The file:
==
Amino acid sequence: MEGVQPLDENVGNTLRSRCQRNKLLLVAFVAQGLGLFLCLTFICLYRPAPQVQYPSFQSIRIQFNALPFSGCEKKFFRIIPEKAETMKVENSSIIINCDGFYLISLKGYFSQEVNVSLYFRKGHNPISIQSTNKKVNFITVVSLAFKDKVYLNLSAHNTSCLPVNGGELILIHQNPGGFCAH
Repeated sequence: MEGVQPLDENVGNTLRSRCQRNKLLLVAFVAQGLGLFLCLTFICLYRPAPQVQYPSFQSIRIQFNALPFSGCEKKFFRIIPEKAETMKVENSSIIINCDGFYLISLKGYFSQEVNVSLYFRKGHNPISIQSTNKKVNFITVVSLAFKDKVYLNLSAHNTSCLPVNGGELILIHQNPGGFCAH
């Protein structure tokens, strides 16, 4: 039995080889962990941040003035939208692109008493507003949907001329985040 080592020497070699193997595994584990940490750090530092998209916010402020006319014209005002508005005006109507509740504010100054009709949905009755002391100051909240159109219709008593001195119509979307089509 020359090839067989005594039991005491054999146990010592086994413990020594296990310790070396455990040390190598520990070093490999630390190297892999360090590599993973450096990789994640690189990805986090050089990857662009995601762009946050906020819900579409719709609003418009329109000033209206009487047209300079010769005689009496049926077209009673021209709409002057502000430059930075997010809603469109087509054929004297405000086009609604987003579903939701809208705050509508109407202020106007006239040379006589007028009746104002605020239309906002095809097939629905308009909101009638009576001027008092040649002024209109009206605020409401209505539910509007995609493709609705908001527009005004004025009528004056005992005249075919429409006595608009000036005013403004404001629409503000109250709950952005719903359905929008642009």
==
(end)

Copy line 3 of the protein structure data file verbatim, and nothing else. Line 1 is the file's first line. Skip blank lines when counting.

């Protein structure tokens, strides 16, 4: 039995080889962990941040003035939208692109008493507003949907001329985040 080592020497070699193997595994584990940490750090530092998209916010402020006319014209005002508005005006109507509740504010100054009709949905009755002391100051909240159109219709008593001195119509979307089509 020359090839067989005594039991005491054999146990010592086994413990020594296990310790070396455990040390190598520990070093490999630390190297892999360090590599993973450096990789994640690189990805986090050089990857662009995601762009946050906020819900579409719709609003418009329109000033209206009487047209300079010769005689009496049926077209009673021209709409002057502000430059930075997010809603469109087509054929004297405000086009609604987003579903939701809208705050509508109407202020106007006239040379006589007028009746104002605020239309906002095809097939629905308009909101009638009576001027008092040649002024209109009206605020409401209505539910509007995609493709609705908001527009005004004025009528004056005992005249075919429409006595608009000036005013403004404001629409503000109250709950952005719903359905929008642009």